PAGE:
Mistake drops Kobach lead to fewer than 100

TOPEKA (AP) — Kansas Secretary of State Kris Kobach’s lead over Gov. Jeff Colyer in the Republican primary has shrunk to only 91 votes after election officials discovered a mistake in the listing for one county’s results in the state’s tally of votes.

The lead is minuscule when compared with the 311,000 votes cast. 

Meanwhile, Colyer’s campaign has set up a “voting integrity” telephone hotline, it was announced Thursday. Spokesman Kendall Marr said it had received “countless” reports of voters experiencing issues at the polls.

Kobach is the state’s chief elections officers and told reporters Wednesday that he knew of no reports of irregularities outside of a long delay in the reporting of results from Johnson County because of issues with its new machines.

Colyer’s campaign announced the new hotline as election officials confirmed that a mistake shorted Colyer’s vote total for another county in the state’s results by 100 votes.

The final, unofficial results posted on the secretary of state’s website show Kobach winning Thomas County in northwest Kansas, with 466 votes to Colyer’s 422. But the tally posted by the Thomas County clerk’s office shows Colyer with 522 votes, or 100 votes more for him, a number the clerk confirmed Thursday to The Associated Press.

Bryan Caskey, state elections director, said county officials pointed out the discrepancy Thursday following a routine request for a post-election check of the numbers to counties by the secretary of state’s office.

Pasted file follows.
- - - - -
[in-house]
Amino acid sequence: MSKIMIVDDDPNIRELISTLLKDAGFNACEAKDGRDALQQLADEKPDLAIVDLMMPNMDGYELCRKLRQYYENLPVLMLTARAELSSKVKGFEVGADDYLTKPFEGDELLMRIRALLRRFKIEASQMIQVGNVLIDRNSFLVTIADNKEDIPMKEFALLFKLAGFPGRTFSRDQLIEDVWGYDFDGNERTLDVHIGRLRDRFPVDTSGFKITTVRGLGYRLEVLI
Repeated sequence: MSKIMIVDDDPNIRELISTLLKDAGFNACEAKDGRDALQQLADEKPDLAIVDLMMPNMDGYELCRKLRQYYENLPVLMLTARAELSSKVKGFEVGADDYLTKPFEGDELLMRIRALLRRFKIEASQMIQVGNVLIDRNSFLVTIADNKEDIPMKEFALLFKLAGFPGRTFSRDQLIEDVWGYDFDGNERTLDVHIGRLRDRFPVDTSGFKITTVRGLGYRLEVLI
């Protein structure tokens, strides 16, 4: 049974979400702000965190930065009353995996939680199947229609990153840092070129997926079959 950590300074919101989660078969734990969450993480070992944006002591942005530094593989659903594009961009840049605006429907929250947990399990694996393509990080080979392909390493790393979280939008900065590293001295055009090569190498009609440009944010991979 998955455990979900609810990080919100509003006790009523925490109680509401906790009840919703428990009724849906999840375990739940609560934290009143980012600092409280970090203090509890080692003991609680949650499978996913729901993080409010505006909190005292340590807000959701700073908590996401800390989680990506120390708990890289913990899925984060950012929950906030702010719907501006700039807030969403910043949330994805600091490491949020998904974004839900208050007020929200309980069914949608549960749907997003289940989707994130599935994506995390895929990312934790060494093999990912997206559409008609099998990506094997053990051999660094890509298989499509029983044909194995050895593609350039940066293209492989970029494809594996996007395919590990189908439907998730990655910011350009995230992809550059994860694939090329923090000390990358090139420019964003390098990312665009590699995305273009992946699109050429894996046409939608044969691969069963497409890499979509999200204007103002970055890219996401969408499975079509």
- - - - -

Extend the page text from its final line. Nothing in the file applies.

County election officials have yet to finish counting late-arriving mail-in ballots or provisional ballots provided to voters at the polls when their eligibility wasn’t clear.

“This is a routine part of the process,” Caskey said. “This is why we emphasize that election-night results are unofficial.”

Thomas County Clerk Shelly Harms said it’s possible that her handwriting on the tally sheet faxed to the secretary of state’s office was bad enough in the rush of primary-night business that the number for Colyer wasn’t clear.

“They just misread it,” she told the AP.

Kansas Attorney General Derek Schmidt on Thursday issued a statement reminding local officials that vote canvassing must be a transparent process by state law.

 “With only a handful of votes separating the two leading Republican candidates for governor after the initial tally, as well as other close races in parts of our state, Kansans have a heightened focus on the integrity and accuracy of the process of finalizing the vote counts from Tuesday’s primary election,” he said.

Each local vote canvassing board may meet as soon as Monday, although state law gives local officials limited discretion to delay their meeting to a later date, Schmidt added.

“The canvassing process is designed to be transparent and may be observed by the public,” Schmidt stated. “Any person may request advance notice of when and where a board of canvassers will meet, and persons wishing to do so should contact the county election officer in the county for which they desire notice.” 

Kobach is perhaps President Donald Trump’s closest political ally in the state, and he’s a vocal advocate of tough policies on immigration and strict voter identification laws who served as vice chairman of Trump’s now disbanded commission on election fraud. The president tweeted his endorsement of Kobach on Monday, less than 24 hours before the polls opened.

CourierTraveler Publisher David A. Seaton contributed to this report.

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